Environmental Protection

Features


Exorcising Groundwater Contaminants

Groundwater and soil contamination are among the most time-consuming and costly environmental remediation challenges facing our communities today. Solvents, metals, organic compounds, and other chemicals remain in the soil and seep into groundwater long after the facilities that used or created the contaminants have stopped operating.

This article originally appeared in the 01/01/2006 issue of Environmental Protection.

Under Surveillance

The Wastewater Operations Division of Charlotte County Utilities in Charlotte County, Fla., operates in a unique underground construction setting. The county is in the process of substantially expanding its utility infrastructure to serve thousands of platted residential lots and accommodate the demands of rapid population growth.

This article originally appeared in the 01/01/2006 issue of Environmental Protection.

A Watershed Year Ahead?

While the sitting U.S. Congress might be characterized as attempting to expand federal spending abroad and restrict spending at home without regard to the impacts on domestic programs, including water quality-related programs, Hurricane Katrina and a U.S. Environmental Protection Agency (EPA) report on infrastructure maintenance may have been "watershed events" that will result in some re-examination of federal spending priorities in the public sector.

This article originally appeared in the 01/01/2006 issue of Environmental Protection.

Who's Greener -- Democrats or Republicans?

In olden times, just over 30 years ago in the mid-1970s, the environmental movement was still young, "environmentalists" were a troublesome new class of malcontents and eccentrics, and men were still men. Environmental legislation seemed highly partisan. Democratic majorities on both sides of Congress (until 1980 when the Senate changed) were the driving force behind new clean water and clean air amendments, the Resource Conservation and Recovery Act (RCRA) and the Comprehensive Response, Compensation, & Liability Act (CERCLA)/Superfund.

This article originally appeared in the 01/01/2006 issue of Environmental Protection.

Catching a Killer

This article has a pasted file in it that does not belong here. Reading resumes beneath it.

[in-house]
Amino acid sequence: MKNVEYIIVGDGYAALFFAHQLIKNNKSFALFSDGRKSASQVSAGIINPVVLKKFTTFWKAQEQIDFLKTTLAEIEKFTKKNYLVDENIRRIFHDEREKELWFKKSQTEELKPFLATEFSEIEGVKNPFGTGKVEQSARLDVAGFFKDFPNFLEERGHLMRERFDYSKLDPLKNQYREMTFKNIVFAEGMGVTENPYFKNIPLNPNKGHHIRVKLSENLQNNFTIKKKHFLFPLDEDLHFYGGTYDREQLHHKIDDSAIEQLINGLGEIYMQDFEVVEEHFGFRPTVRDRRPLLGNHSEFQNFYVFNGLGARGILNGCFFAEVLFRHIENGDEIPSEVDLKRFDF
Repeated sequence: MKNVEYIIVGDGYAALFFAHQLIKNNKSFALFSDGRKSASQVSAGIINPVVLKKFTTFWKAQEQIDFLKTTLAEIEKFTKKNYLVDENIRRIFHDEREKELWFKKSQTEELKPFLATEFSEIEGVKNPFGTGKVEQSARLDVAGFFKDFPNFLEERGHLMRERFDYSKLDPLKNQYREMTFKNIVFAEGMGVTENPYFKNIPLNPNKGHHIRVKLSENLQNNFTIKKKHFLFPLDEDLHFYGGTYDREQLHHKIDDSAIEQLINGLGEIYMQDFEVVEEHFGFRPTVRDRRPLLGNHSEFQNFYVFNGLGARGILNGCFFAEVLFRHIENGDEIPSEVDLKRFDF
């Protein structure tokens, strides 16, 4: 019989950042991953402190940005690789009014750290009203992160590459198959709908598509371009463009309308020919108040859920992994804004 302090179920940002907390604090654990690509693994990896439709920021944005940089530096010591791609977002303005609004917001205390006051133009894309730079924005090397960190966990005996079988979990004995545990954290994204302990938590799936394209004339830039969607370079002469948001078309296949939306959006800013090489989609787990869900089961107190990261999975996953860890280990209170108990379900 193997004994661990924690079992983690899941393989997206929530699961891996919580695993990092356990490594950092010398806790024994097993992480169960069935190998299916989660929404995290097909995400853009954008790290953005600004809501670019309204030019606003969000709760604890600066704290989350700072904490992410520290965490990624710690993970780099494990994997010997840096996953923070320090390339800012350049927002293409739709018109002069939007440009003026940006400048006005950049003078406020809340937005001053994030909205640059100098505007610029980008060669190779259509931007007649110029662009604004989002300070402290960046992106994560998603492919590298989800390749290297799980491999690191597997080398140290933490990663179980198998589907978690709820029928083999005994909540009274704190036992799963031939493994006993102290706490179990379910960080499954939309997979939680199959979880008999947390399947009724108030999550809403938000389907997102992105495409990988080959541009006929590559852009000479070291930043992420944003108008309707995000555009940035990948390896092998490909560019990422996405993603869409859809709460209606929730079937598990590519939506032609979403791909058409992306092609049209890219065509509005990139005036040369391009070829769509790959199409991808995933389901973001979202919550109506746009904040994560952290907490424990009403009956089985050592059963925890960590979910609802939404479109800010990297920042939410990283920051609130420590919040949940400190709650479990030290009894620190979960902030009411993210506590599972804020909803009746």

Arsenic (As) removal from drinking water by adsorptive media has been a proven technology for years. In the western and southwestern United States, however, much of the As-tainted groundwater has a pH value that is high enough to significantly reduce the operating capacity of adsorptive media, including the iron-, alumina-, and titanium-based media commercially available to municipalities.

This article originally appeared in the 01/01/2006 issue of Environmental Protection.

Product Stewarship - Part 2

The bottom line for companies is that now may be the right time to take a systematic look at their products and services.

This article originally appeared in the 01/01/2006 issue of Environmental Protection.

The Path Ahead

2005 saw developments related to waste management in both the judicial, administrative, and regulatory contexts. These developments are likely to continue to influence policy and actions well into 2006. The following article summarizes some of these major developments, with an eye toward future effects.

This article originally appeared in the 01/01/2006 issue of Environmental Protection.

Looking at Our Industry's Future

We've asked leaders from different segments of the environmental field to gaze into their crystal balls and forecast significant developments they see occurring in 2006 and beyond.

This article originally appeared in the 01/01/2006 issue of Environmental Protection.



Has the NRDC Gone Hollywood?

SANTA MONICA, Calif. -- Daniel Hinerfeld, the young, ultra-articulate director of communications for the Southern California office of the Natural Resources Defense Council ("NRDC"), agreed to let me drop by in mid-September to interview him and some other NRDC staffers so I could write this installment. I was slightly nervous about visiting.

This article originally appeared in the 11/01/2005 issue of Environmental Protection.

Battling the Blue

What's bright blue, heavier than water and mostly insoluble? In the case of a brownfield site in the Midwest, the answer is a daunting remediation challenge.

This article originally appeared in the 11/01/2005 issue of Environmental Protection.

(H+)eir Apparent